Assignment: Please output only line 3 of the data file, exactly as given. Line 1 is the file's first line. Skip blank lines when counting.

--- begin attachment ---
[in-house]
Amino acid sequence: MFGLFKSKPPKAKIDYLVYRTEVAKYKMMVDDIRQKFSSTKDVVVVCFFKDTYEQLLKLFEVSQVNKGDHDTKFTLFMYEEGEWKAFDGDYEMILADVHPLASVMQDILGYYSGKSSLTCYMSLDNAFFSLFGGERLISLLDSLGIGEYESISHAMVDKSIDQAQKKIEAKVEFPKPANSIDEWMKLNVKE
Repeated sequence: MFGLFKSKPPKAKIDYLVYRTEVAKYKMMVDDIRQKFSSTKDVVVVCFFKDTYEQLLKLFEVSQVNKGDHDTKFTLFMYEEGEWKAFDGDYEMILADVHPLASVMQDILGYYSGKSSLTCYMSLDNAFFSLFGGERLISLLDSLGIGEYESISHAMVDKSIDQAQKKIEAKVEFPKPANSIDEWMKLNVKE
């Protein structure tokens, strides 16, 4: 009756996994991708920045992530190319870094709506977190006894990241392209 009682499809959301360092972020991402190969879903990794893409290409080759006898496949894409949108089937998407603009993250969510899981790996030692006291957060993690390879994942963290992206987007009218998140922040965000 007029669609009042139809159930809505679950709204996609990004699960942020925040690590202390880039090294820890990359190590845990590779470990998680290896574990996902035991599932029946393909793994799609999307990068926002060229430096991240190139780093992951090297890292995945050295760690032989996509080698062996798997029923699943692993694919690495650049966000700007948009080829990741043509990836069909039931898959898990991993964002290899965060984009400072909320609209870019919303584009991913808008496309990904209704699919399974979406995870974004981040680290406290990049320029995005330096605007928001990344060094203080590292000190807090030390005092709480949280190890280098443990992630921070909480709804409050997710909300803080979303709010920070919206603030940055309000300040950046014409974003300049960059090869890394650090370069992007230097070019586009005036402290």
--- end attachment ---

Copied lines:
Repeated sequence: MFGLFKSKPPKAKIDYLVYRTEVAKYKMMVDDIRQKFSSTKDVVVVCFFKDTYEQLLKLFEVSQVNKGDHDTKFTLFMYEEGEWKAFDGDYEMILADVHPLASVMQDILGYYSGKSSLTCYMSLDNAFFSLFGGERLISLLDSLGIGEYESISHAMVDKSIDQAQKKIEAKVEFPKPANSIDEWMKLNVKE